12/16/2013 09:56 am ET Updated Feb 15, 2014

Women in Business: Q&A with Linda Sawyer, CEO Deutsch North America

A lifelong steward of Deutsch Inc., Linda joined the agency over 20 years ago. She has been a key player in helping Deutsch become an industry leader known for its fierce independence and strong culture. Linda oversees Deutsch NY and Deutsch LA and is keenly focused on attracting best-in-class talent and creating a future-facing business model for Deutsch.

A key architect in Deutsch's organic growth, Linda helped pioneer the addition of integrated capabilities to its repertoire--an innovative shift that began in the early 1990s--which continues to position Deutsch as the premiere industry model for providing clients with an array of full-service marketing initiatives.

Honored for her outstanding achievement in the industry with a Matrix Award and a place on the top 10 most powerful women list as part of Advertising Age's "100 Most Influential Women in Advertising," Linda plays an important role on a number of boards engaged in the future of the industry. She is active as Chairman Emeritus of the Board for the Advertising Educational Foundation (AEF), serves as Director-at-Large for the 4A's, and sits on the Advisory Board for Women at NBCU, a "think tank" on marketing to women. Involved with Advertising Week since its inception, she held the position of Co-Chairman from 2007-2009. Linda also serves as Chairman of the Board for the styling salon and haircare line Blow. Frequently quoted in the press, Linda also had a starring role in Seasons 1 and 2 of The Apprentice sharing marketing insights.

How has your life experience made you the leader you are today?
My parents are both children of the Holocaust. However, they managed to emerge from that experience with the most incredibly positive outlook on life. I clearly inherited their glass-half-full mentality and always manage to see and extract the good in any situation - ¬even a challenging one. I am a pure optimist and believe that has had a tremendous influence on Deutsch and my personal and professional life outcomes. Growing up, my dad owned a package design firm specializing in cosmetics and fragrances and his studio was connected to our home. My corporate training began when I was in junior high school. I was completely enamored with my dad's work and spent countless hours in his studio every night reading marketing briefs, looking at his presentations, and being regaled with his behind-the-scenes stories about corporate meeting dynamics and different personalities. This gave me a head start on business and how to be an effective, motivating leader. My dad instilled a lot of confidence in me, as well as the importance of having an honest and strong point of view.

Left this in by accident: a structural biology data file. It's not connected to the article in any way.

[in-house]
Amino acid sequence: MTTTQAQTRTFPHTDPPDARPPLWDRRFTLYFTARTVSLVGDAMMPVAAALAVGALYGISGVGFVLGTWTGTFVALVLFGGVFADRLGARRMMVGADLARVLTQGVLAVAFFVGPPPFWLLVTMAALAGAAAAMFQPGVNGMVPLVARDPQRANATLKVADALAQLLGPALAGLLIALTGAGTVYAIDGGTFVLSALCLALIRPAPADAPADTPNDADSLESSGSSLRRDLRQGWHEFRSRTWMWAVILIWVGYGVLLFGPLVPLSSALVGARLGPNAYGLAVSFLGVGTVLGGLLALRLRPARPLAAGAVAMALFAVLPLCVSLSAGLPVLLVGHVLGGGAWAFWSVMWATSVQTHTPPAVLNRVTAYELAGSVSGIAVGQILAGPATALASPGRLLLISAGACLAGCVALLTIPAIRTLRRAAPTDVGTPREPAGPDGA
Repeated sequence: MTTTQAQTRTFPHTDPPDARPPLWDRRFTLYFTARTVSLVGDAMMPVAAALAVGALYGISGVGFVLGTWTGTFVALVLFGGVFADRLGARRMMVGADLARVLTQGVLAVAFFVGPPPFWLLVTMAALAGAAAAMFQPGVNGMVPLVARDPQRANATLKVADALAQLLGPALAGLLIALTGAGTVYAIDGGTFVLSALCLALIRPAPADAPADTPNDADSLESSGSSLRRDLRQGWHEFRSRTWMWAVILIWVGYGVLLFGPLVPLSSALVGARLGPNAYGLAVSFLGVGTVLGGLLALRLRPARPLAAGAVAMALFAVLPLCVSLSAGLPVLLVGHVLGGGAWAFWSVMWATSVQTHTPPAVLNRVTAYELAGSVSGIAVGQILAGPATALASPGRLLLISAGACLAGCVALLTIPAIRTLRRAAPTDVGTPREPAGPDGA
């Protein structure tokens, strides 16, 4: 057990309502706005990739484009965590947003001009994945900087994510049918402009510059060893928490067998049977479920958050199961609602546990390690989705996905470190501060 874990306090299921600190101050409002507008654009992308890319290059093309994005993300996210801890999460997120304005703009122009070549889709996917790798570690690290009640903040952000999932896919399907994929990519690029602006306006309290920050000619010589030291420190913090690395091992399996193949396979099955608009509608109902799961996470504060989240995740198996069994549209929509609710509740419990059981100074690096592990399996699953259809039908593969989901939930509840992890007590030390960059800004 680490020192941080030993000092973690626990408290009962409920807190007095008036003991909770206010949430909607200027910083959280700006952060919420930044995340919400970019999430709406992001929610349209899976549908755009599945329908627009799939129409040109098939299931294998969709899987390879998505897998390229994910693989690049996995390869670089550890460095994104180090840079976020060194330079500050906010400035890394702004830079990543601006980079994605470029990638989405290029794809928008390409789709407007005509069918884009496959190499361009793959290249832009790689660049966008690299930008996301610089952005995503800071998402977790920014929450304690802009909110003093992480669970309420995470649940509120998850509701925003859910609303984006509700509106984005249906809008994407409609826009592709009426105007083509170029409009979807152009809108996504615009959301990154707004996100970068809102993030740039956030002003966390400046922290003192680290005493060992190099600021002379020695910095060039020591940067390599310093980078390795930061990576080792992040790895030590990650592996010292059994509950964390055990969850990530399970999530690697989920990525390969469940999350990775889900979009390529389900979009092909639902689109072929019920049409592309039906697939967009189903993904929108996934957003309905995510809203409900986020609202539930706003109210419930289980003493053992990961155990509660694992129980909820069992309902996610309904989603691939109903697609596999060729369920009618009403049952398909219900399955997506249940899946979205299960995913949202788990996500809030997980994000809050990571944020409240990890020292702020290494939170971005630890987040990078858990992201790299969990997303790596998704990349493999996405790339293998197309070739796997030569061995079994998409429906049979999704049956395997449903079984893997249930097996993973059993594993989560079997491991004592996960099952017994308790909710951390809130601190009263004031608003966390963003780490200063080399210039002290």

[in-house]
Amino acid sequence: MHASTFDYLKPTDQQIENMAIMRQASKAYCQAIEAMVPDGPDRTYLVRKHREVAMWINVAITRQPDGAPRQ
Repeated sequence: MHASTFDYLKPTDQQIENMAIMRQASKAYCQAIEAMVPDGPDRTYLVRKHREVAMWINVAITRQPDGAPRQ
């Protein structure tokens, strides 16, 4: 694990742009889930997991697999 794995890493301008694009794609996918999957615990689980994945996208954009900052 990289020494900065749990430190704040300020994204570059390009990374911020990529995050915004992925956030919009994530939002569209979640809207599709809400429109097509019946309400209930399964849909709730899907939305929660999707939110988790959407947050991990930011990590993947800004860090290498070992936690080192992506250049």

How did your previous employment experience aid with your role at Deutsch?
I worked at four different advertising agencies, prior to joining Deutsch. I was fortunate to work on businesses that gave me a diverse range of experience and training, such as fast food, beauty and classical packaged goods. I also had exposure to various managerial styles and approaches and learned a great deal from the positive role models - which approaches inspire people. Conversely, I was able to learn from less effective leaders what behaviors demotivate people. Bottom line, I pursued my career like a portfolio, each move came with a deliberate purpose and a desired learning.

How do you maintain a work/life balance?
I think the word "balance" is an unrealistic and unproductive goal to aspire to. In fact, I think it is vocabulary that should be strictly reserved for gymnasts. The reality is that life and work require constant juggling and there will be trade-offs, sometimes at work and sometimes at home. So, the key is really identifying at any given moment what is the priority. I believe you can achieve great success and gratification in both aspects of your life; surrounding yourself with great, strong people at home and at work and prioritizing those things that are most important, and identifying what things will benefit from your direct attention. This will help you to focus on what really matters.

What have the highlights and challenges been during your tenure at Deutsch?